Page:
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Google's Axion CPU outperforms competitors' Arm-based instances by 30% and offers 50% better performance and 60% energy efficiency than x86-based ones

Google has announced the development of its first custom Arm-based data center processor, named Axion, based on Arm's Neoverse 2 designs. The Axion instances are said to offer 30% better performance than other Arm-based instances from competitors like AWS and Microsoft and up to 50% better performance and 60% better energy efficiency than comparable X86-based instances.

Google's Axion instances are designed to support Google's AI workloads before they are rolled out to business customers of Google Cloud later this year. The Axion chips are already powering YouTube ads, the Google Earth Engine, and other Google services. Google is also updating its TPU AI chips, which are used as alternatives to Nvidia’s GPUs for AI acceleration tasks.

The Axion Arm-based CPU is built on Arm's Neoverse V2 technology and is designed to deliver strong vCPU performance for cloud-based workloads. It is expected to perform 30% faster than the leading Arm CPU and deliver 50% better performance and 60% better energy efficiency than comparable x86 CPUs. Google has invested significantly in optimizing its Go runtime language for Arm, and Axion is expected to support all general-purpose compute workloads such as Web serving, data analytics, containerized workloads, databases, and more.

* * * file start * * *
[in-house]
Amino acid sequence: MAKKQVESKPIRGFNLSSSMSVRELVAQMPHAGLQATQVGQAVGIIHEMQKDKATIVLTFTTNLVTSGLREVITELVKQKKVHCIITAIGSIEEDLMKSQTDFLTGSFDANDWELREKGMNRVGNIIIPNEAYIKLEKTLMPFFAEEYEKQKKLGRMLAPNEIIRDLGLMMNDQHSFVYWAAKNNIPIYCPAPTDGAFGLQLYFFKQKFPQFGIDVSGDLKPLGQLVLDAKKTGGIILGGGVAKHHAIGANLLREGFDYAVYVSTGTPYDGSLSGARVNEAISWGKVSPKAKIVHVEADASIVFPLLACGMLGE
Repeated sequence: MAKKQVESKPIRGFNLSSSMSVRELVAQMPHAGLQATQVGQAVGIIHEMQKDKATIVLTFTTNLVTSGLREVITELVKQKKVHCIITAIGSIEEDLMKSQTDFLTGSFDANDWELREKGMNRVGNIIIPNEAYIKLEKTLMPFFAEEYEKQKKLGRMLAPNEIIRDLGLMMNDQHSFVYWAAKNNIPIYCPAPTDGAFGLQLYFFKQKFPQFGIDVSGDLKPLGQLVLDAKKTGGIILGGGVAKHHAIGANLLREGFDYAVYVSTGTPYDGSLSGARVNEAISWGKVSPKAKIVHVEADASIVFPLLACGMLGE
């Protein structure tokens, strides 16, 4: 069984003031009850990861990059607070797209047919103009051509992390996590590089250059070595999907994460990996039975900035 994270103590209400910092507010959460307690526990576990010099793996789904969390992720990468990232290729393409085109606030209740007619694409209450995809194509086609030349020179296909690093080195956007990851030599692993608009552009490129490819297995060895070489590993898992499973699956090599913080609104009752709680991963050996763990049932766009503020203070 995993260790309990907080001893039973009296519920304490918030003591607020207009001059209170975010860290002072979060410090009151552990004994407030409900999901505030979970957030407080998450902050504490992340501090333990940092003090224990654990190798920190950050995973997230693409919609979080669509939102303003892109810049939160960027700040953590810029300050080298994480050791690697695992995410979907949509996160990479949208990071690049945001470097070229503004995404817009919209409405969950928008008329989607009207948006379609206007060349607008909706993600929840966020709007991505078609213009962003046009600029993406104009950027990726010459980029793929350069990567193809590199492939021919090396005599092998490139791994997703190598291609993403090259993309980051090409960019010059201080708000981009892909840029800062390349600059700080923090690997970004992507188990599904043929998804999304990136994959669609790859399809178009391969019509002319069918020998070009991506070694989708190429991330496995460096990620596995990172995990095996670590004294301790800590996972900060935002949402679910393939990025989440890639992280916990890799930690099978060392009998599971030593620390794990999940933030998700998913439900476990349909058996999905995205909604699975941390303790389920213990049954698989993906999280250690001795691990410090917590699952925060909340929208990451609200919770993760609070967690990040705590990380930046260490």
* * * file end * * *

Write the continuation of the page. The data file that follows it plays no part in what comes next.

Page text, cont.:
Google's move to develop its own custom Arm-based data center processor follows similar actions by competitors such as Alibaba, Amazon, and Microsoft. The new processor, named Axion, is expected to become available later in 2024, and Google plans to utilize these Axion Arm chips for YouTube ad workloads once they become available.

Google's announcement of an Arm-based CPU comes months after Microsoft revealed its own custom silicon chips designed for its cloud infrastructure. Microsoft has built its own custom AI chip to train large language models and a custom Arm-based CPU for cloud and AI workloads. Amazon has also offered Arm-based servers for years through its own custom CPU, with the latest workloads able to use Graviton3 servers on AWS.

Google won't be selling these chips to customers, instead making them available for cloud services that businesses can rent and use. By developing its own custom Arm-based data center processor, Google is reducing its reliance on partners like Intel and Nvidia, while also competing with them on custom chips to power AI and cloud workloads.

Google won't be selling these chips to customers, instead making them available for cloud services that businesses can rent and use
Google won't be selling these chips to customers, instead making them available for cloud services that businesses can rent and use
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